A Harvard Law School event on 17 April was the first in a series of meetings to persuade the US government to lift the ban on mitochondrial donation. Although a 2015 report from the US National Academies of Science Engineering and Medicine said that it would be ethically acceptable to use the technique, an amendment introduced to US law just months before forbade the US Food and Drug Administration (FDA) from considering applications for trials involving genetically altering human embryos.
Most of a cell's genetic material is found in the nucleus, but a small amount is located in the mitochondria – self-contained structures within cells that generate the energy needed to grow and survive. Mutations in this DNA can cause mitochondrial diseases, which are often fatal. As mitochondria are usually inherited solely from the mother, female carriers are highly likely to have children affected by these conditions.
Mitochondrial donation involves taking the nucleus containing the parental DNA from an egg or embryo and transferring it to a donor egg or embryo that contains healthy mitochondria but has had its nucleus removed. The egg can be fertilised with the father's sperm before or after the transfer takes place. The resulting embryo contains nuclear DNA from the mother and father as well as a small amount of mitochondrial DNA from the donor – hence the method has been called 'three person IVF'.
Dr Dietrich Egli, assistant professor of developmental biology at Columbia University, New York, announced at the event that he has used this method to create embryos for four women who are carriers of mitochondrial disorders. The embryos have been frozen as the FDA forbids genetically altered embryos from being transferred to the womb.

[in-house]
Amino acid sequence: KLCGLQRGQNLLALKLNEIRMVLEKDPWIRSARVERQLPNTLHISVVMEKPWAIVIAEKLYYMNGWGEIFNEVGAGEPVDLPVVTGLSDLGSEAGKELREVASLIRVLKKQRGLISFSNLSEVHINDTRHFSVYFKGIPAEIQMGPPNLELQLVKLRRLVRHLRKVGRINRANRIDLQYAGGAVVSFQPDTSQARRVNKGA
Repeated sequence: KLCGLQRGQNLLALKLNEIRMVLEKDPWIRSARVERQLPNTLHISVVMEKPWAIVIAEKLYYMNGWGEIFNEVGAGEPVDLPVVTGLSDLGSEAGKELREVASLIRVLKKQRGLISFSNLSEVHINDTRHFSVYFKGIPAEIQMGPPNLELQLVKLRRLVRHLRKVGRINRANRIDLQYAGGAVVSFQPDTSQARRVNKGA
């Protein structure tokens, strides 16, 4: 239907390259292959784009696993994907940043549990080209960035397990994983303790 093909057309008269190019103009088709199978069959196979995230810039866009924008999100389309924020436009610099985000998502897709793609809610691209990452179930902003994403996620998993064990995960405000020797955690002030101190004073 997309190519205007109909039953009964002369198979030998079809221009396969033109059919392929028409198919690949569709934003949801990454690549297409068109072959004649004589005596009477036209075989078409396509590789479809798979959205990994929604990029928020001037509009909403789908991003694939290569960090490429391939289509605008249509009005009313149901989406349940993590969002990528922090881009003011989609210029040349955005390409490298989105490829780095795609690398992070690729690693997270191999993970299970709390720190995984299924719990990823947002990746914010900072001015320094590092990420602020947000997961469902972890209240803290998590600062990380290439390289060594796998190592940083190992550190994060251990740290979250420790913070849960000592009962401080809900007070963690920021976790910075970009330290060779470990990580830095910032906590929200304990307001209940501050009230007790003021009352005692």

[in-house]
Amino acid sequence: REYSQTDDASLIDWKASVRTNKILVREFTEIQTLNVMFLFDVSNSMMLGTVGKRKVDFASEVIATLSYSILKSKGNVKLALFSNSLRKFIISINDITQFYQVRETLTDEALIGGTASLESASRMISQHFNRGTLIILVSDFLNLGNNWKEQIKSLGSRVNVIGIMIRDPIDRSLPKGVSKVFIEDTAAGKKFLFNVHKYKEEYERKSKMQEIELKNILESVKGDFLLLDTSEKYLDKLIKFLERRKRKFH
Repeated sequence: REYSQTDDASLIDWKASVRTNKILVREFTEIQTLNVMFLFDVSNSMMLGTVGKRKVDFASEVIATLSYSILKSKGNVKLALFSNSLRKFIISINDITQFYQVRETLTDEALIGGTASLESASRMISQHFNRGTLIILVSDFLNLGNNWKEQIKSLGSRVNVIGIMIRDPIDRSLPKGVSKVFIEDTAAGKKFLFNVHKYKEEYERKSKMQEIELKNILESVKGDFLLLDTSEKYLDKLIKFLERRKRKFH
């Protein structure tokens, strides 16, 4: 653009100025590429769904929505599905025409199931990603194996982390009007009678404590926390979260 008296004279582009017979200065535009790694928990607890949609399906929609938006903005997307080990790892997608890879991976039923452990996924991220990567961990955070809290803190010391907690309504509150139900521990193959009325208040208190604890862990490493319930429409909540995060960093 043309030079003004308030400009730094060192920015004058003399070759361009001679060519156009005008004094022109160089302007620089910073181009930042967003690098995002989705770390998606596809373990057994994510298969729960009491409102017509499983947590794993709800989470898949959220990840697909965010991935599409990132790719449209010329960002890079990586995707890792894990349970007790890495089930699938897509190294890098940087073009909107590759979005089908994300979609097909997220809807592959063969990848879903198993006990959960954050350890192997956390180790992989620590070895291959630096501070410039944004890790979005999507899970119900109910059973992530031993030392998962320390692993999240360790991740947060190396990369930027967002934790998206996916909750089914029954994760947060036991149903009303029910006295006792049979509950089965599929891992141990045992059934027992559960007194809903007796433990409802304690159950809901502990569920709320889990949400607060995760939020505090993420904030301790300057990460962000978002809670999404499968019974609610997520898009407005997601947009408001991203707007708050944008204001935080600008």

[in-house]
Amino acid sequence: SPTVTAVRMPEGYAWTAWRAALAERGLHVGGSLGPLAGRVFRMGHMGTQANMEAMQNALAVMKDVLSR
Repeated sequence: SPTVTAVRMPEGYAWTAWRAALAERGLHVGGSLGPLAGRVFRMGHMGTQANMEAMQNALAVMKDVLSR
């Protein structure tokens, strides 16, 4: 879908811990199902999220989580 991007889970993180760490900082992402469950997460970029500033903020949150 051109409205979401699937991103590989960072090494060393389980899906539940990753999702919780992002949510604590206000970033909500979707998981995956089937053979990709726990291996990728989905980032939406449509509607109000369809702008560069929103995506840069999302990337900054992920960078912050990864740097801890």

'They would be ready for transfer if a legal path could be found,' said Dr Egli. His team do not plan on transferring the embryos outside the US. 'We would like to advance the regulatory framework here,' he said.
In the UK, mitochondrial donation is only legal to prevent transmission of mitochondrial disease, but the procedure has been trialled in Greece and Ukraine to treat infertility.
Opponents say that there is insufficient evidence to know if the technique is safe and that it is possible that the disease could re-emerge later in life. However, supporters argue that the technique provides another option to a relatively small group of women and would allow them to eliminate devastating diseases.
Professor Robin Lovell-Badge, a researcher at the Francis Crick Institute (and chair of trustees of the Progress Educational Trust, which publishes BioNews), said: 'As other countries, notably Australia and Singapore, consider changing their laws in line with the UK on this, it is appropriate that the US does so as well.'